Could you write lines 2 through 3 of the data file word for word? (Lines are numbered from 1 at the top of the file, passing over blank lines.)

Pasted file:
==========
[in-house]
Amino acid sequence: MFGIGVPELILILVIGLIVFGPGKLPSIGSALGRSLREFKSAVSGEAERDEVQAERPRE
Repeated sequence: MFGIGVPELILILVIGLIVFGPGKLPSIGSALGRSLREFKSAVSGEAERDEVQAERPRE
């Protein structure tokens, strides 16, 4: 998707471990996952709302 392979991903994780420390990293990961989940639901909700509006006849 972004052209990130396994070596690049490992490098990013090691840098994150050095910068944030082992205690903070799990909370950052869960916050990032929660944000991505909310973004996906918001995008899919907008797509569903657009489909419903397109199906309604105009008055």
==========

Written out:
Amino acid sequence: MFGIGVPELILILVIGLIVFGPGKLPSIGSALGRSLREFKSAVSGEAERDEVQAERPRE
Repeated sequence: MFGIGVPELILILVIGLIVFGPGKLPSIGSALGRSLREFKSAVSGEAERDEVQAERPRE